By: Linda B. Glaser, Arts & Sciences Communications
December 2, 2016
From Nov. 25-29, Associate Professor of Astronomy Lisa Kaltenegger took part in a plenary session in Vatican City, at one of the oldest scientific academies in the world: The Pontifical Academy of Science. The conference on science and sustainability was entitled “Impacts of Scientific Knowledge and Technology on Human Society and its Environment.”
In addition to Kaltenegger, speakers included Nobel Laureate Saul Perlmutter, Astronomer Royal Sir Martin Rees, and physicist Stephen Hawking. The topics presented at the conference ranged broadly, from earthly concerns about plastics in the ocean to cosmic possibilities like Kaltenegger’s talk on “Thousands of New Worlds.”
Conference speakers, from left to right: Robbert Dijkgraaf, Jim Peebles, Sir Martin Rees, Saul Perlmutter, Lisa Kaltenegger, Stephen Hawking, Thomas Hertog. Photo courtesy of the Pontifical Academy of Science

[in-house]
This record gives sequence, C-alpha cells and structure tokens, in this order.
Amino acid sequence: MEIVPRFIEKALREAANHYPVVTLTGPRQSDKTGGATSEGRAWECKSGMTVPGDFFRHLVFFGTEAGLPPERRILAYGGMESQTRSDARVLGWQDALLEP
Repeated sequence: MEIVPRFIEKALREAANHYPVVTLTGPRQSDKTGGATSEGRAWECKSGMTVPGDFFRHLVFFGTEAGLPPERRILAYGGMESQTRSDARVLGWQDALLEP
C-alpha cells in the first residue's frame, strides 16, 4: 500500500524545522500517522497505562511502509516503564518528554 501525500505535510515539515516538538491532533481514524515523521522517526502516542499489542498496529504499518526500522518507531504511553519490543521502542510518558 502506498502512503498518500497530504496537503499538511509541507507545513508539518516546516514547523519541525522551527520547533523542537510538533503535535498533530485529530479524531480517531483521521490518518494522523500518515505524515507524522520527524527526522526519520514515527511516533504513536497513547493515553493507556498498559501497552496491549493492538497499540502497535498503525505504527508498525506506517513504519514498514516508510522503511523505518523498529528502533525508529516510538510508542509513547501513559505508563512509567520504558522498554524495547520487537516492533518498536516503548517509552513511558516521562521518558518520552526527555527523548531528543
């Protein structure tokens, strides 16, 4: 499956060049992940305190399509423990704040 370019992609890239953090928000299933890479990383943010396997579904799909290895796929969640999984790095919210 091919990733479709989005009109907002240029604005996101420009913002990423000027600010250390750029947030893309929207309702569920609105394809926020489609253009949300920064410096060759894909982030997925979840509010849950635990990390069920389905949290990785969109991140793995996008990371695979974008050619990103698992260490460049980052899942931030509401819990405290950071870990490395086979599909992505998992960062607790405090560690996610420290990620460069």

While in Vatican City, Kaltenegger met with Pope Francis, an advocate for the environment. The plenary session program featured his statement that “the climate is a common good, belonging to all and meant for all.” As director of Cornell’s Carl Sagan Institute, Kaltenegger shares the Pope’s concerns; she notes that “the Institute’s important research not only looks for other worlds like ours, it helps us understand and safeguard our own pale blue dot better.”
The Pontifical Academy of Sciences was initially established in 1603 as the first exclusively scientific academy in the world. It was given its current charter in 1936 by Pope Pius XI: “to honor pure science wherever it may be found, ensure its freedom and encourage research for the progress of science.” The Academy’s members are chosen from the most eminent scientists and scholars of the mathematical and experimental sciences, with 36 countries currently represented.